When some artists achieve enough notoriety, it becomes clear whether that artist will persist in the collective consciousness as an unduplicatable icon or a staple of the pop music diet. While watching the 2010 BET awards, it became clear that there were many artists featured who represent these two ideals. On the one hand you have Michael Jackson and Prince, two artists, contemporaries, rivals even, who belong with the great musicians and composers of the Modern Age, or any age for that matter. Through tributes and performances, their oeuvre is so untouchable it seems heretical to attempt to honor them with it. On the other hand, Teddy Pendergrass and El DeBarge have created a repertoire easily accessible and replicable.
Is this a testament to the development of musicianship? The virtuosity of artists whose apex was in the 1980s seems unattainable by the artists of the new millennium. Performer after performer struggled through the Prince tribute presented on the 2010 BET awards. Even Alicia Keys, an artist with a decade of hard performance under her belt, had some difficulty with "Adore". Prince's range and melodies are too technically challenging. Patti LaBelle couldn't match Prince's range, acrobatics or intensity, and this is Patti LaBelle.
Chris Brown, easily one of the more talented performers of his generation, seems to lose his resolve during his Michael Jackson tribute. His dancing was solid if not perfect, and he certainly has the singing chops, but it all proved to be too much for the young star, as the words of "Man in the Mirror" make its impact at the wrong place and at the wrong time.
Is it too much to ask of today's emerging artists to have the same level of creativity, talent, confidence and drive that we have become accustomed to from the artists of the 1950s, 1960s, 1970s and 1980s? Has singing become more difficult, or has the musicianship decreased? Does a Rihanna track have the same level of sophistication as a Deneice Willaims track? I often feel that singers need to take the craft more seriously, as if they are musicians. All the greats treat their voice like an instrument. You find the capabilities of that instrument and you practice with it until you can make that instrument do anything. Lil Wayne and Eminem seem to have that understanding. What has happened to vocalists?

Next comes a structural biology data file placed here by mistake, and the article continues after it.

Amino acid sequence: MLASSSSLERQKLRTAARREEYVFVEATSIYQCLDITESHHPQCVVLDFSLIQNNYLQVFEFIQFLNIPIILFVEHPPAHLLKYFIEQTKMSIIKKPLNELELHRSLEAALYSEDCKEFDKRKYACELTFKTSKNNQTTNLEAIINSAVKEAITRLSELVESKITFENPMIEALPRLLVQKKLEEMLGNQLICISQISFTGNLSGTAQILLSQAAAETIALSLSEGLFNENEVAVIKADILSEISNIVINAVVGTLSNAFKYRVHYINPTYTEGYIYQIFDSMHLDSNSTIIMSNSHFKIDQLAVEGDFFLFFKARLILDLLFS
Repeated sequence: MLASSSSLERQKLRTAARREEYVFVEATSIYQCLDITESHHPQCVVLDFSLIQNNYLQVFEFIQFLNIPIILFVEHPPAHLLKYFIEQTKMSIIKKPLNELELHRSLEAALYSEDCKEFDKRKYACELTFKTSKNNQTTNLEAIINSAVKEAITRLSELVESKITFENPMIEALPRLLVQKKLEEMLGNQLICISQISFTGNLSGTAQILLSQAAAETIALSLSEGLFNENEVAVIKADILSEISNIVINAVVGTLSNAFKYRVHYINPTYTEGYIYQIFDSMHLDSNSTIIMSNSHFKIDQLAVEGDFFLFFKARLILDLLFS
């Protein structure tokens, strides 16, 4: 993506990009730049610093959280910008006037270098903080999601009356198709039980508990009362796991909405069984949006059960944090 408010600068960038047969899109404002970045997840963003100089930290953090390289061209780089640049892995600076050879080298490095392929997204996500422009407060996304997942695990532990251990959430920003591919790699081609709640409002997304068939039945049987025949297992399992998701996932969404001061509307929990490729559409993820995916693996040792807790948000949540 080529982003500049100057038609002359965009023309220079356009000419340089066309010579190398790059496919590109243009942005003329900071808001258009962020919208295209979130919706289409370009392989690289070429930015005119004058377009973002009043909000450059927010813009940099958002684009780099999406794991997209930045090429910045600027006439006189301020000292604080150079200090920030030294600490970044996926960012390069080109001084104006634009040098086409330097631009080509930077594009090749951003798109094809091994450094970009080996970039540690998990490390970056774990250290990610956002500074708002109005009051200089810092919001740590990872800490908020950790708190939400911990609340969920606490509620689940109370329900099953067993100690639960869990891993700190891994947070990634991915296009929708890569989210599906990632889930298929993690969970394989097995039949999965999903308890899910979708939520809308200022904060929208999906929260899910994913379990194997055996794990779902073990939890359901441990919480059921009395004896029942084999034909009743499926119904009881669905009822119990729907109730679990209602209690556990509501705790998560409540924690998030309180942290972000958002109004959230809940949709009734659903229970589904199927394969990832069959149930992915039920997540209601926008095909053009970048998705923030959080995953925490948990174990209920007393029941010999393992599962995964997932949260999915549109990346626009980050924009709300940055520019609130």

Artists such as Alicia Keys and John Legend started out with strong instrumental skills, but had to train their voices to match their keyboard abilities. There never seemed to be that learning curve with Michael Jackson or Prince. Also, the distance between studio and stage has never seemed so far. Back in the 80s, you could expect the artist live to sound like the record. We have better technology now. Why doesn't live sound better than the record?
When Prince accepted his Lifetime Achievement Award from BET, he sounded optimistic, essentially passing the baton to new artists. I want to share his optimism, but I need more convincing. Will there be more artists like Prince, Michael Jackson and Stevie Wonder? Will we have a pure voice the likes of Luther Vandross or Nat King Cole again? Is Drake the best we have to hope for? Will the next generation decide to learn the lessons of the past and use it to produce the music of the future, or are we looking at period of slow stagnation? Next time, I'll explain how music has not evolved in the past fifteen years.